Downtown Houston Riddled with Glass After Storm Tore Windows Out of High-Rise Buildings

Thursday evening’s storms wreaked havoc on downtown Houston, leaving shattered glass and debris from high-rise buildings strewn across the streets. The storm caused significant damage, blowing out windows and scattering tree limbs and insulation everywhere.

Mayor John Whitmire urged residents to stay home due to the dangerous conditions. “Downtown is a mess. It’s hazardous because of the broken glass and non-functioning traffic lights, so please stay at home,” he cautioned.

Eyewitnesses recounted their frightening experiences. “I was on the 25th floor when it happened,” one person recalled. “We could literally feel the building shake. Then the ceiling tiles started coming down.”

ABC13 Reporter Courtney Carpenter observed the aftermath, noting that at the corner of Louisiana Street and McKinney Street, the ground was covered with glass, tree limbs, and insulation. In other areas, street lights and signs dangled precariously from their wires, adding to the dangers.

Several high-rise buildings, including the Wells Fargo building, had windows blown out. The downtown Hyatt Regency hotel also sustained damage, with broken skylights allowing rain and debris to fall into the atrium. Despite this, no injuries were reported, and the hotel, along with Shula’s Steak House, continued to operate.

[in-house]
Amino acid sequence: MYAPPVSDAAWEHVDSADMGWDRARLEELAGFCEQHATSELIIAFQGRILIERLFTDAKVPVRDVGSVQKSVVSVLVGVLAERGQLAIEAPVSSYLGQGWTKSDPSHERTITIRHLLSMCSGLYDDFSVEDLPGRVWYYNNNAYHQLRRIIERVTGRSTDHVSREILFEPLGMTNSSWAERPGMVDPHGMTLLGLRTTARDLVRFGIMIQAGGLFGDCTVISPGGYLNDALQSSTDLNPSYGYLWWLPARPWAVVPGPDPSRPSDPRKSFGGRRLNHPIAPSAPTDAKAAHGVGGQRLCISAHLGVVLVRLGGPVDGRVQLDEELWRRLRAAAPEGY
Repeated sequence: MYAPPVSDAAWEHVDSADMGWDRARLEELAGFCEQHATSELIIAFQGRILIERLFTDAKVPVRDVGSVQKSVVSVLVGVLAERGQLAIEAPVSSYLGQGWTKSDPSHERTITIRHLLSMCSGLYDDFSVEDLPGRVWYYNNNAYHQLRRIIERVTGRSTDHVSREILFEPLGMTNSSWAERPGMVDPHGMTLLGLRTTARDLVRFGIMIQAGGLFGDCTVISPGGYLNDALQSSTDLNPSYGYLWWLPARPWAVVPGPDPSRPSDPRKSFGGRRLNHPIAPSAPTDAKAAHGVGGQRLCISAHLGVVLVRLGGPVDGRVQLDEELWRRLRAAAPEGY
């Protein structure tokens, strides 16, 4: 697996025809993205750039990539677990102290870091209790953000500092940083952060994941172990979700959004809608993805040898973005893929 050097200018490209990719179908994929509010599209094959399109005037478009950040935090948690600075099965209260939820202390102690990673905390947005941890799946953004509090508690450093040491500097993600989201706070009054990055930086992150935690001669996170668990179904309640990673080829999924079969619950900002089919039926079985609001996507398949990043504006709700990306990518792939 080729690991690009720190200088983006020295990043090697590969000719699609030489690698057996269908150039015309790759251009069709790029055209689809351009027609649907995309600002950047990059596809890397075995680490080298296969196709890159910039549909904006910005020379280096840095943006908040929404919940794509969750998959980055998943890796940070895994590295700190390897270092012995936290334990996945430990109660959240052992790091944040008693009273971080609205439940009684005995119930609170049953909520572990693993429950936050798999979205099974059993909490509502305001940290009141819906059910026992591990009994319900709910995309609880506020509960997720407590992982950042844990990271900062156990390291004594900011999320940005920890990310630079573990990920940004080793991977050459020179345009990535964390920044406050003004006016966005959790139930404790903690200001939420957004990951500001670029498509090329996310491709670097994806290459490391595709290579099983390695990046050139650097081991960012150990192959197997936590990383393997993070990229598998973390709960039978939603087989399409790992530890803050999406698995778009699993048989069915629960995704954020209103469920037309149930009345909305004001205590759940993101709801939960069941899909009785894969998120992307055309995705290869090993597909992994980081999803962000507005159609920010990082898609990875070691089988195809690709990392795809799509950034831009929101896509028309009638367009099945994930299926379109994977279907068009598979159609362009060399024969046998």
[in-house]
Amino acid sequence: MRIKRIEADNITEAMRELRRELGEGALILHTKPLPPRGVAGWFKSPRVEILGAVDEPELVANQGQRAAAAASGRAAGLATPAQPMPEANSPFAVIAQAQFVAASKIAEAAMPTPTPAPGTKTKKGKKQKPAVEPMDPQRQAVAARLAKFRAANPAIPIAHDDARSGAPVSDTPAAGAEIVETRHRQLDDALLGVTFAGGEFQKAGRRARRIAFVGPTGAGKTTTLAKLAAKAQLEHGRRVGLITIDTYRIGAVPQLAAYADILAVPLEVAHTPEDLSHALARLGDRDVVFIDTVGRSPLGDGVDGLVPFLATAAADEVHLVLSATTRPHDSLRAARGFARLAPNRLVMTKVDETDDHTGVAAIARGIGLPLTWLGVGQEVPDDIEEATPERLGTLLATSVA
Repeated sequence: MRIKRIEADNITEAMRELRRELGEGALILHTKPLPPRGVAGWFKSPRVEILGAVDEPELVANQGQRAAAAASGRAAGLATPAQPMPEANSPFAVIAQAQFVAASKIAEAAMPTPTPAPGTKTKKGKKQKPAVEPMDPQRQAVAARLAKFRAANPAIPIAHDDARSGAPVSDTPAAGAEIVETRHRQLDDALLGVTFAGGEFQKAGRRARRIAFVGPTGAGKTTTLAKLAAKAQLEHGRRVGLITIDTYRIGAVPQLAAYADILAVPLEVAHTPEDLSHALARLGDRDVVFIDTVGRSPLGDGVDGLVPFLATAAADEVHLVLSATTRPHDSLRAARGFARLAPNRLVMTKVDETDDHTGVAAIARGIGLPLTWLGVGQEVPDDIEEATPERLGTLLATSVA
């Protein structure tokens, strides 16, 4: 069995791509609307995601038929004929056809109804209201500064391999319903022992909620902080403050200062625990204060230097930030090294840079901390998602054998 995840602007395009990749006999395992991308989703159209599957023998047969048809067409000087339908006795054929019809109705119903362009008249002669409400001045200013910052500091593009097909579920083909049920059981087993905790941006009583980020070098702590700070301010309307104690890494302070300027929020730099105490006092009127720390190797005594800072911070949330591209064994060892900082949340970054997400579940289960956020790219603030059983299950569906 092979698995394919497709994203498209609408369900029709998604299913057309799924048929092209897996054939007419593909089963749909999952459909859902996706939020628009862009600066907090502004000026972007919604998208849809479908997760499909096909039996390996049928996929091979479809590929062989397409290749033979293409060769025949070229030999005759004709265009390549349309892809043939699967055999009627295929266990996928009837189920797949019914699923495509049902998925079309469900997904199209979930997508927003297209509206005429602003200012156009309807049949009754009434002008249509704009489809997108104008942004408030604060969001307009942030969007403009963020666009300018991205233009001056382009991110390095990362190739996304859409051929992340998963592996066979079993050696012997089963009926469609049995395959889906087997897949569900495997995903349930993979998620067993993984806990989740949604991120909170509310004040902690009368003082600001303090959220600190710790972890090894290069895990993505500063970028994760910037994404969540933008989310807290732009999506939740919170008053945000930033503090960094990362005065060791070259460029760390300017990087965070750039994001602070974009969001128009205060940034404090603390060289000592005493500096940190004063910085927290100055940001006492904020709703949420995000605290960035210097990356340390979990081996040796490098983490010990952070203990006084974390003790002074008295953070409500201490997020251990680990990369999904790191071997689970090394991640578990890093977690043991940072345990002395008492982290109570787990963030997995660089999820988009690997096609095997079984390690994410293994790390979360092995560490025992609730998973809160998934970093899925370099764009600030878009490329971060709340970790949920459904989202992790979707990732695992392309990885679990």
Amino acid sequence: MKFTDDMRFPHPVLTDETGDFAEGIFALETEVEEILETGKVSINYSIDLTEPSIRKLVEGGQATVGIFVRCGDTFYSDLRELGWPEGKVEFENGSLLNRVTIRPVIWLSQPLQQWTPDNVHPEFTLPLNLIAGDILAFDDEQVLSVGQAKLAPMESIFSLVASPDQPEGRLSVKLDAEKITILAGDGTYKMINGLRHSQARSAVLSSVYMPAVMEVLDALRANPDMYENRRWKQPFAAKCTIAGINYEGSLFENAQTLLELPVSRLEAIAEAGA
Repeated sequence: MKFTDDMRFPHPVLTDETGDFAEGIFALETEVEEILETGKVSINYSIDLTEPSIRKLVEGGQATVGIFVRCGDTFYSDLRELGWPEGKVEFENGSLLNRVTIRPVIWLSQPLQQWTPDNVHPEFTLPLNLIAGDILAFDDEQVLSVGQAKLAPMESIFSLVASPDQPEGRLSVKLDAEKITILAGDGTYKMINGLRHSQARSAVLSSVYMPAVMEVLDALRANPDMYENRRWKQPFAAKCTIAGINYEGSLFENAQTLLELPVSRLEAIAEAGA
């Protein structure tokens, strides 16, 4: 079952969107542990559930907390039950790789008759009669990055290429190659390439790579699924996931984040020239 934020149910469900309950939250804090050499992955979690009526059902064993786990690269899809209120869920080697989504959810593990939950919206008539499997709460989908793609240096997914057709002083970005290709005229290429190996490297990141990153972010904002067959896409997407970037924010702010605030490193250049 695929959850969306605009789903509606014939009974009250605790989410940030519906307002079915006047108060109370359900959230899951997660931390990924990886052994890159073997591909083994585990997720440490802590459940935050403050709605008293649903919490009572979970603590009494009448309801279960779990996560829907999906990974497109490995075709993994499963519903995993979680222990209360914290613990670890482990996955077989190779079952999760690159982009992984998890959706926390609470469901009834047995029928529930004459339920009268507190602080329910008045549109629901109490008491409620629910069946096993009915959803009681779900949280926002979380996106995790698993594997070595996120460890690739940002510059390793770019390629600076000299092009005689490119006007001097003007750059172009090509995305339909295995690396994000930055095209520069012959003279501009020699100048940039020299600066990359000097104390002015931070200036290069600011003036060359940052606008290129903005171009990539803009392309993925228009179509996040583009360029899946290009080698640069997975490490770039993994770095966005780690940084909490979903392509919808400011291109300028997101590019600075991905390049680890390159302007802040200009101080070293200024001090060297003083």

A smaller building on Congress at Travis, which houses a bar, lost an entire brick wall. Exposed wiring and fallen bricks covered the parking lot. It’s unclear if anyone was inside when the storm hit.

The storm struck downtown around 6 p.m., a time when many people were either leaving work or attending the Houston Astros game at Minute Maid Park. Video footage showed powerful winds tearing through the streets.

Mayor Whitmire requested that downtown businesses allow employees to work from home to aid in the cleanup efforts. “Stay at home tonight, stay at home tomorrow unless you’re an essential worker,” he emphasized. “City of Houston employees should work from home. HISD schools are closed, giving us a chance to fully focus on recovery.”

Tragically, at least four people lost their lives due to the storm, including one person who was killed when a tree fell on a home in the Heights.

Recovery efforts began early Friday morning, with Texas Department of Public Safety officials securing the area. ABC13 Chief Forecaster David Tillman called the storm the worst non-hurricane windstorm to hit Houston in at least 25 years.

Leave a Comment